View of the exhibition "Alain Jacquet, L’atelier NY 1980-1993, La Terre, 1993" at Centre Pompidou PARIS (France). Courtesy : Centre Pompidou
View of the exhibition "Ripe Fruit (exhibition organised by Lisa Liebman), 1985" at MoMA PS1 Long Island City (USA). Courtesy : MoMa PS1, USA
View of the exhibition "Alain Jacquet, Oeuvres de 1951 à 1998" at Musée de Picardie AMIENS (France). Courtesy : D.R. Archives photographiques Musée de Picardie

At the end, a return to the starting point. But a return to the starting point after having taken a slightly longer path than needed to get there, by recognizing reality, or its absence.

— Alain Jacquet for Le Monde, May 9, 2002. Interview by Philippe Dagen.

(1)This expression was used by Pierre Restany in an article published by Galeries Magazine in 1993.

(2)Vincent Pécoil, Wade Guyton, Les Presses du réel, Paris, 2007.

(3)As is shown by Guy Scarpetta in his book Alain Jacquet. Camouflages 1961-1964, Paris: Éditions Cercle d’Art, 2002, Alain Jacquet was not an epigone of Pop Art, but one of its major protagonists.


Born in 1939 in Neuilly-sur-Seine, France

Died in 2008 in New York, USA

Alain Jacquet (1939-2008) started his career in the early 1960s and is known for his artworks lying between pop art and conceptual art. At that time, culture and mass consumption imposed itself in the West, stimulated by a flow of advertisements and advertisements of all kinds. To this collective conduct, pop art responds with the roundabout use of its techniques. Advertising, comics and road signs invest an iconography whose watchword is “democratization”, as opposed to elitist culture in art. For Alain Jacquet, art must fit into the heart of everyday reality. It is industrial development and technical progress that allow Alain Jacquet to develop such an aesthetic. Jacquet gradually brings the codes op Pop Art to France when he begins to use the technique of screen printing, which is a mechanical reproduction. This technique, used especially for advertisings, is the begining of the point, a recurring pattern in Jacquet’s work. Jaquet’s work has been subject of numerous retrospectives, and is in more than 40 museums and public permanent collections.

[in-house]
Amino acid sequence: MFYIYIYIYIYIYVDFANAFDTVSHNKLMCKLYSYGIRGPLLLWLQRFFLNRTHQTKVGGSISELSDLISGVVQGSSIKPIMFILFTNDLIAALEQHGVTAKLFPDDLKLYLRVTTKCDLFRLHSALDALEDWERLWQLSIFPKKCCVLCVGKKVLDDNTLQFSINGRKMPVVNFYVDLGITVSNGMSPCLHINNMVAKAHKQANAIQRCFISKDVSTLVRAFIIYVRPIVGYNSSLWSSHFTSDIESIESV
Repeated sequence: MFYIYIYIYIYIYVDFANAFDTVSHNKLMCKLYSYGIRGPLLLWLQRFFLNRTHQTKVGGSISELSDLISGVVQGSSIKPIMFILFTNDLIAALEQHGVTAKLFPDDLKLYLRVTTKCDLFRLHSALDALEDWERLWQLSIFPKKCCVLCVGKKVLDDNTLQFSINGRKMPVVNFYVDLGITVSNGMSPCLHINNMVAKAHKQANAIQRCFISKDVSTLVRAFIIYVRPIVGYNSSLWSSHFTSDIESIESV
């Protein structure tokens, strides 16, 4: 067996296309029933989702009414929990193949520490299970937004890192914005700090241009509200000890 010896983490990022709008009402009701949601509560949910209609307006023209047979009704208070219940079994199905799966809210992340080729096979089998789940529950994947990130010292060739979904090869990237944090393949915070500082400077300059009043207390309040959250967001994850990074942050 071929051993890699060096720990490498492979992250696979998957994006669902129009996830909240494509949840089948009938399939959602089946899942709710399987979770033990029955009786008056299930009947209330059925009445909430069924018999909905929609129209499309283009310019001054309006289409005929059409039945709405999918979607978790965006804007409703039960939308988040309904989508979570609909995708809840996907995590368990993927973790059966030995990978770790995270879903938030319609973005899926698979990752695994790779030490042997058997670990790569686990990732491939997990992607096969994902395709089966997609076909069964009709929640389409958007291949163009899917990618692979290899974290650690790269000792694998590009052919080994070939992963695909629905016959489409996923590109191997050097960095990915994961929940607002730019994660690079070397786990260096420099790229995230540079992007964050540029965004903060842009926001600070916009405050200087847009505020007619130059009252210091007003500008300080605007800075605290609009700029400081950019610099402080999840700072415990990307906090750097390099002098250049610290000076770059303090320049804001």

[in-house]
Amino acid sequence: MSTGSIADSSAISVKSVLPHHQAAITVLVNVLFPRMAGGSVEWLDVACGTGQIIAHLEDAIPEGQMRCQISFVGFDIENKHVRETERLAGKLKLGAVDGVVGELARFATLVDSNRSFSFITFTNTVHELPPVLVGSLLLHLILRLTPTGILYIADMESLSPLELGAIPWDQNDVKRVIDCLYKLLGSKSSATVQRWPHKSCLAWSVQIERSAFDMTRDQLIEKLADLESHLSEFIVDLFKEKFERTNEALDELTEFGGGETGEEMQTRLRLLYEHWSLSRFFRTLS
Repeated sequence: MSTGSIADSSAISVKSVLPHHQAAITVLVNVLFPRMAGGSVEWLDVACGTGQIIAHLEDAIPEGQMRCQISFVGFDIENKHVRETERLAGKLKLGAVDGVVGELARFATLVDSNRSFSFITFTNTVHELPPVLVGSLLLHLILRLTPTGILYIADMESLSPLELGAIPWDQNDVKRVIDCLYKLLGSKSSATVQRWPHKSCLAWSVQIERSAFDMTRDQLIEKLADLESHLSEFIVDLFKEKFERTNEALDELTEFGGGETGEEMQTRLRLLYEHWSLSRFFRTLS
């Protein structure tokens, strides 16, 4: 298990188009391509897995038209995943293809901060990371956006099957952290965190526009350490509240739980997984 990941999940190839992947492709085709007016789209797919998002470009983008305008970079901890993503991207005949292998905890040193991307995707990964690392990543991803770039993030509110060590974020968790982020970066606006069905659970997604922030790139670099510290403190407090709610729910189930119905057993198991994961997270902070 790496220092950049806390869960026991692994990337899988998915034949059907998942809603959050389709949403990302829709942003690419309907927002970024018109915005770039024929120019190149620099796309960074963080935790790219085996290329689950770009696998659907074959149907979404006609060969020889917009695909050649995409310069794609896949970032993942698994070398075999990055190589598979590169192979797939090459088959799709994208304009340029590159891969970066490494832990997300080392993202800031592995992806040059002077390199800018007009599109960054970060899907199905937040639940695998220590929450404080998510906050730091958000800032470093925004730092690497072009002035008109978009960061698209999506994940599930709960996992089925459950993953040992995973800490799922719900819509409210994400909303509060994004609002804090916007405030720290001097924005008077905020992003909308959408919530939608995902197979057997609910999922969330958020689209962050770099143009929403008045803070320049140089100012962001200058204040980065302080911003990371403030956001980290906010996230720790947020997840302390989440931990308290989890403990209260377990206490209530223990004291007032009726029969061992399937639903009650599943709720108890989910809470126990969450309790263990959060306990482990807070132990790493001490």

More about the artist
List of artworks